Mumbai: The share of residential housing loans in total advances has increased over the last eleven years to 14.2 per cent in March 2023 from 8.6 per cent in March 2012, as per the Reserve Bank’s latest Financial Stability Report (FSR).
It also said the housing sector is witnessing a healthy growth with sales growing by 21.6 per cent in the fourth quarter (January-March) of 2022-23. In addition to rising sales, new launches also maintained healthy growth, reflecting strength in demand by end-users.
The share of residential housing loans in total loans has increased over the last eleven years to 14.2 per cent in March 2023 from 8.6 per cent in March 2012, the report said.
During this period, the share of commercial real estate (CRE) in total loans has hovered between 2.0-2.9 per cent. “Total exposure of the banking system to real estate stood at 16.5 per cent of total loans in March 2023.
Given the secured nature of these loans and loan to value (LTV) ratio regulations, loan defaults remain less than 2 per cent,” it said. Pradeep Aggarwal, Founder and Chairman, Signature Global (India), said historically, Indians have shown a preference for avoiding loans, and if they do take one, their inclination is to repay it as quickly as possible.
“This approach is particularly evident when it comes to home loans, as buyers seek to clear their debts promptly. Home ownership is viewed as a source of pride and accomplishment, and individuals are motivated to avoid loan defaults and the potential loss of their homes.
As a result, the non-performing asset (NPA) rate in the home loan segment remains low,” he said. Additionally, the regulations and guidelines set by the Reserve Bank of India (RBI) pertaining to home loans play a crucial role in maintaining this low NPA rate,” Aggarwal added. Executive chairman of Andromeda Sales V Swaminathan said the residential housing segment has experienced notable growth in demand, thanks to factors such as the implementation of RERA (Real Estate Regulation and Development Act), and the impact of the pandemic.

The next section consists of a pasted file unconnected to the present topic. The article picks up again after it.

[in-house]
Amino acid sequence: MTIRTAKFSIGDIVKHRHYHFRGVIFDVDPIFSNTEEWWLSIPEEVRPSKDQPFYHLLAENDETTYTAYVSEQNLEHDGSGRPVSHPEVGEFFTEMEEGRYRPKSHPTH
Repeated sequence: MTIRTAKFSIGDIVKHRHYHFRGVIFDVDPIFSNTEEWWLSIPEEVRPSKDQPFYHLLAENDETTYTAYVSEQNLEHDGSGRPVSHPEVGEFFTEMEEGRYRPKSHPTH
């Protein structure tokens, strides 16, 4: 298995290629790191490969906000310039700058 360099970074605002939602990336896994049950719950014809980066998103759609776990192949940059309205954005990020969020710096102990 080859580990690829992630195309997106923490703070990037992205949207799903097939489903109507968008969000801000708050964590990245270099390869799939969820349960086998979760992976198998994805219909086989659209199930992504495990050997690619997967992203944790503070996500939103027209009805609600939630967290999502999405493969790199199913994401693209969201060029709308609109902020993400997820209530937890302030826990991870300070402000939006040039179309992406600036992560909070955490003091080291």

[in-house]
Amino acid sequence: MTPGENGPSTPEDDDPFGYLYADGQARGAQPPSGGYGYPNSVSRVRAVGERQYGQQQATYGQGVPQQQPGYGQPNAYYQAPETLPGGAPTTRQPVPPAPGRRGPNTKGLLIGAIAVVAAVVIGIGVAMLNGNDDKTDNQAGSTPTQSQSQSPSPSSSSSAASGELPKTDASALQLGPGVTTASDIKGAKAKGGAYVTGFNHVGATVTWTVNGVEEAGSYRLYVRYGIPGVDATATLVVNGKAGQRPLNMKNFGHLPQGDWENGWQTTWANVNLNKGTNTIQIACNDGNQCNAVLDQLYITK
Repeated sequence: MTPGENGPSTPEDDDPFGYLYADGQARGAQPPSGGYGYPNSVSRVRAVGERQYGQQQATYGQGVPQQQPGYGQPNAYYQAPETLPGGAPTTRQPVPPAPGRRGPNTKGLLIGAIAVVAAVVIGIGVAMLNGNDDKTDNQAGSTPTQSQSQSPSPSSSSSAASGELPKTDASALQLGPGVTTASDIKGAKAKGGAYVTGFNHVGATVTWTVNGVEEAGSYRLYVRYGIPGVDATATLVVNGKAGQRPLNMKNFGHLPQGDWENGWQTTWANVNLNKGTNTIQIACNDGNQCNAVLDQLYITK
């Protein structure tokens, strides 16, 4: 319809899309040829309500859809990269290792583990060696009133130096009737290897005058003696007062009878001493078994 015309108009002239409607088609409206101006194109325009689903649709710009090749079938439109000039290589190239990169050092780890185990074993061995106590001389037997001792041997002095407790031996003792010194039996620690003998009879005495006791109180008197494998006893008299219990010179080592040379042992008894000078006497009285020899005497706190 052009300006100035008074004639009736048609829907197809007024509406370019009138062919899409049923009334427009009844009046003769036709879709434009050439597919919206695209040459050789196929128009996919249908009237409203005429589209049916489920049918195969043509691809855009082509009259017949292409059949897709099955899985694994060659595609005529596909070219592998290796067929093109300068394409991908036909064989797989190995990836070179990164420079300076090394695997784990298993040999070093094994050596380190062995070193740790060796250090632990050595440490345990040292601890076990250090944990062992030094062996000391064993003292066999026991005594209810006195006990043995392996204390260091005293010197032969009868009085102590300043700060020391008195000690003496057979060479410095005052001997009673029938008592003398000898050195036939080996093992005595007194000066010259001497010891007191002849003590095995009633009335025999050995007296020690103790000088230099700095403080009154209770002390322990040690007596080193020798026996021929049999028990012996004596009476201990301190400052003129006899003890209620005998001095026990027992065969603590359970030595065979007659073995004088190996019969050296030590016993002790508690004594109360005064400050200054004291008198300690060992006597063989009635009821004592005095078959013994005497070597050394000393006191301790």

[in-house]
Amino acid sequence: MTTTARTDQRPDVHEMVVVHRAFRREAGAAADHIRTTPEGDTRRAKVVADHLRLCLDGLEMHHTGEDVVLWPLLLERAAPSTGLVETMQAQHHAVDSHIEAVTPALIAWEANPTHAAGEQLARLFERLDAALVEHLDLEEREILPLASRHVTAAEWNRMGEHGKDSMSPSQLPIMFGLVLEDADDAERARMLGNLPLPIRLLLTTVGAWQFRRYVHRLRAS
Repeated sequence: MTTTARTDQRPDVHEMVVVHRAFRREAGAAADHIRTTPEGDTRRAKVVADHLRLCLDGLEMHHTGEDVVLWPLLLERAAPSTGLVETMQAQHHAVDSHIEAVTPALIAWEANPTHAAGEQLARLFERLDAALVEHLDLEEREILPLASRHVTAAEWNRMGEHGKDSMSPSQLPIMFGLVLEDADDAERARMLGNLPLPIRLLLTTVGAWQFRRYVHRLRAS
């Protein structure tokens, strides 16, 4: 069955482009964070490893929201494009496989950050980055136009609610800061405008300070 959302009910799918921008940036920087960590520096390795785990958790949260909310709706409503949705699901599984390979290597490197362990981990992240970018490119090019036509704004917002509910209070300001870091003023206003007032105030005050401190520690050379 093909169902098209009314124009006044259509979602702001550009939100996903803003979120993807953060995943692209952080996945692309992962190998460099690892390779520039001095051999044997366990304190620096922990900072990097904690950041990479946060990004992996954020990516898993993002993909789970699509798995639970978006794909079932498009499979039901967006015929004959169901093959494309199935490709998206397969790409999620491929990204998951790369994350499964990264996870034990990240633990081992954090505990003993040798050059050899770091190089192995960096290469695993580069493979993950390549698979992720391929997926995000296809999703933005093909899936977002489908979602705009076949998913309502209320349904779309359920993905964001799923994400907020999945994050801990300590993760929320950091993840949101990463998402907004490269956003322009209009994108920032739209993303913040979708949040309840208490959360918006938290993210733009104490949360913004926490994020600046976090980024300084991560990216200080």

Consequently, the share of home loans in the overall retail loan portfolio has increased. “Home loans are secured loans, often involving the borrower’s equity as down payment. Due to the potential risk of losing their equity in case of default, borrowers generally prioritize early repayment of their home loans.
As a result, the non-performing asset (NPA) rate in the home loan segment remains low,” he added. According to an RBI data, housing (including priority sector housing) loan outstanding in March 2023 was Rs 19,36,428 crore, up 15 per cent year-on-year.
The FSR further said the all-India house price index (HPI) recorded its highest increase over the last seventeen quarters (4.6 per cent y-o-y) in the fourth quarter of 2022-23. On a sequential (q-o-q) basis, HPI has been rising over the last one year and inched up further by 0.6 per cent during January-March. It also said that during the fourth quarter of 2022-23, house sales grew by 21.6 per cent and new launches also maintained healthy growth, reflecting strength in demand by end-users as well as investors.
The rise in unsold inventory resulted in an uptick in the inventory overhang in January-March of 2022-23, it said. It noted that with strong demand for houses in the post-pandemic period, the house price gap (actual less trend) is closing after a period of around three years. A positive house price gap is an early warning of concentration of credit and vulnerability in the housing market.
As per the RBI’s ‘Basic Statistical Return on Credit by Scheduled Commercial Banks in India – March 2023’, the share of loans bearing over 9 per cent interest rate rose to 56.1 per cent in March 2023, in tandem with the monetary tightening measures starting May 2022.
The Reserve Bank started raising interest in May 2022 to rein in inflation in the wake of global supply disruptions, following the Russia-Ukraine war. Since then the benchmark short-term lending rate has increased by 250 basis points. However, the RBI did not raise the rate in its last two bi-monthly monetary policy reviews.